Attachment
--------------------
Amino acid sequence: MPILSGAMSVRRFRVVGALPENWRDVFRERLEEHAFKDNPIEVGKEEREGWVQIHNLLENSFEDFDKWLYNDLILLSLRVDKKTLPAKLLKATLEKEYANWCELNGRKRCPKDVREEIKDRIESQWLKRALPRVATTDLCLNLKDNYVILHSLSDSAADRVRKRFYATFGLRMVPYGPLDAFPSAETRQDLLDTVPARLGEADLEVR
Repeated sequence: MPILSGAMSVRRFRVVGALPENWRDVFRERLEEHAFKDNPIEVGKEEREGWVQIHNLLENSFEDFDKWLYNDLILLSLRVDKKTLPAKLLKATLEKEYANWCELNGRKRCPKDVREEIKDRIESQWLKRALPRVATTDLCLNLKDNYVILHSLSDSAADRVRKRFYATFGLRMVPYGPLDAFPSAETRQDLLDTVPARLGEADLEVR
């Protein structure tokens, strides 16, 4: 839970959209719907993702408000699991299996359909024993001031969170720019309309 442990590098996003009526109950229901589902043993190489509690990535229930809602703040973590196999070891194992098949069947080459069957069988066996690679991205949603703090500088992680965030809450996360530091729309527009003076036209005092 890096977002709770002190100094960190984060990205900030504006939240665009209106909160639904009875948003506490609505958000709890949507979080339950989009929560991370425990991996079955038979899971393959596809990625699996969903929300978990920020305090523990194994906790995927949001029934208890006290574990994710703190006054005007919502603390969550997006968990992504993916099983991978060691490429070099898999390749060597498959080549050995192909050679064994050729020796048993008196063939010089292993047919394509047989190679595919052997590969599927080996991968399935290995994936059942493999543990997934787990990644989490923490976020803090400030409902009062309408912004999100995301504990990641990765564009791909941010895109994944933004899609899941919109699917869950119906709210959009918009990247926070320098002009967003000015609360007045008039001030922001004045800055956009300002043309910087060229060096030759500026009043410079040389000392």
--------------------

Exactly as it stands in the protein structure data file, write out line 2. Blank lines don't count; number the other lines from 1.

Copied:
Repeated sequence: MPILSGAMSVRRFRVVGALPENWRDVFRERLEEHAFKDNPIEVGKEEREGWVQIHNLLENSFEDFDKWLYNDLILLSLRVDKKTLPAKLLKATLEKEYANWCELNGRKRCPKDVREEIKDRIESQWLKRALPRVATTDLCLNLKDNYVILHSLSDSAADRVRKRFYATFGLRMVPYGPLDAFPSAETRQDLLDTVPARLGEADLEVR